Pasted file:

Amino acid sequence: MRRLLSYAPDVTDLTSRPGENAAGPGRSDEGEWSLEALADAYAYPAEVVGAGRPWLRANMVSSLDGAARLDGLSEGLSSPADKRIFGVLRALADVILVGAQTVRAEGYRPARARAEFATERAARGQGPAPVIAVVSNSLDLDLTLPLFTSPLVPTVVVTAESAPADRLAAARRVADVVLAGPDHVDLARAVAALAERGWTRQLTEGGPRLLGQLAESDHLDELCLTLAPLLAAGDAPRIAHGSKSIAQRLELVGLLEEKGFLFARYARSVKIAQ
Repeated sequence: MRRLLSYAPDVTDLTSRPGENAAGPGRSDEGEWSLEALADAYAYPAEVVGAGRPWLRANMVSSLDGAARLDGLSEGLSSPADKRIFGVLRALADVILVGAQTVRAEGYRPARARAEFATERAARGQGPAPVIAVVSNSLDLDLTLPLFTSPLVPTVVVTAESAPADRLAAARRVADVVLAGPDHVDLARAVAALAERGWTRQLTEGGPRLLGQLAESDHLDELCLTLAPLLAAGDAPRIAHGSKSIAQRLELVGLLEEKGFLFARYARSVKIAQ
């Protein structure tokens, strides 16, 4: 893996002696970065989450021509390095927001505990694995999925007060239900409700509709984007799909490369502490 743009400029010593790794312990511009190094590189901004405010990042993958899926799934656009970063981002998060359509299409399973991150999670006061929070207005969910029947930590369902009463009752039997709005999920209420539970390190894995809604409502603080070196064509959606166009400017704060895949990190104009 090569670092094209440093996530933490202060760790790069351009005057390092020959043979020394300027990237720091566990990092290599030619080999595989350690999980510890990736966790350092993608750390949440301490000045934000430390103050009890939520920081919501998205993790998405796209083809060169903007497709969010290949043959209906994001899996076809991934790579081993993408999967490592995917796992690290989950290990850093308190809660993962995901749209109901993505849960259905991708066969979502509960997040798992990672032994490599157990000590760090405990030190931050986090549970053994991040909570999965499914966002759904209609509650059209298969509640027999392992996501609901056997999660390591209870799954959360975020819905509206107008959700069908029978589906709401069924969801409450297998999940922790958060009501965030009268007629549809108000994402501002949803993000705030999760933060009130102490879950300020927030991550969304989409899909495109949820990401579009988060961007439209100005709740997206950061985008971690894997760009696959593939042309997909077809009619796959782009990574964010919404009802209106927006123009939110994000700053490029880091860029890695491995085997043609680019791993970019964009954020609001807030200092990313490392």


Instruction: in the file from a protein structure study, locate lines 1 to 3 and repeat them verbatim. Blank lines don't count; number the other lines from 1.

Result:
Amino acid sequence: MRRLLSYAPDVTDLTSRPGENAAGPGRSDEGEWSLEALADAYAYPAEVVGAGRPWLRANMVSSLDGAARLDGLSEGLSSPADKRIFGVLRALADVILVGAQTVRAEGYRPARARAEFATERAARGQGPAPVIAVVSNSLDLDLTLPLFTSPLVPTVVVTAESAPADRLAAARRVADVVLAGPDHVDLARAVAALAERGWTRQLTEGGPRLLGQLAESDHLDELCLTLAPLLAAGDAPRIAHGSKSIAQRLELVGLLEEKGFLFARYARSVKIAQ
Repeated sequence: MRRLLSYAPDVTDLTSRPGENAAGPGRSDEGEWSLEALADAYAYPAEVVGAGRPWLRANMVSSLDGAARLDGLSEGLSSPADKRIFGVLRALADVILVGAQTVRAEGYRPARARAEFATERAARGQGPAPVIAVVSNSLDLDLTLPLFTSPLVPTVVVTAESAPADRLAAARRVADVVLAGPDHVDLARAVAALAERGWTRQLTEGGPRLLGQLAESDHLDELCLTLAPLLAAGDAPRIAHGSKSIAQRLELVGLLEEKGFLFARYARSVKIAQ
């Protein structure tokens, strides 16, 4: 893996002696970065989450021509390095927001505990694995999925007060239900409700509709984007799909490369502490 743009400029010593790794312990511009190094590189901004405010990042993958899926799934656009970063981002998060359509299409399973991150999670006061929070207005969910029947930590369902009463009752039997709005999920209420539970390190894995809604409502603080070196064509959606166009400017704060895949990190104009 090569670092094209440093996530933490202060760790790069351009005057390092020959043979020394300027990237720091566990990092290599030619080999595989350690999980510890990736966790350092993608750390949440301490000045934000430390103050009890939520920081919501998205993790998405796209083809060169903007497709969010290949043959209906994001899996076809991934790579081993993408999967490592995917796992690290989950290990850093308190809660993962995901749209109901993505849960259905991708066969979502509960997040798992990672032994490599157990000590760090405990030190931050986090549970053994991040909570999965499914966002759904209609509650059209298969509640027999392992996501609901056997999660390591209870799954959360975020819905509206107008959700069908029978589906709401069924969801409450297998999940922790958060009501965030009268007629549809108000994402501002949803993000705030999760933060009130102490879950300020927030991550969304989409899909495109949820990401579009988060961007439209100005709740997206950061985008971690894997760009696959593939042309997909077809009619796959782009990574964010919404009802209106927006123009939110994000700053490029880091860029890695491995085997043609680019791993970019964009954020609001807030200092990313490392």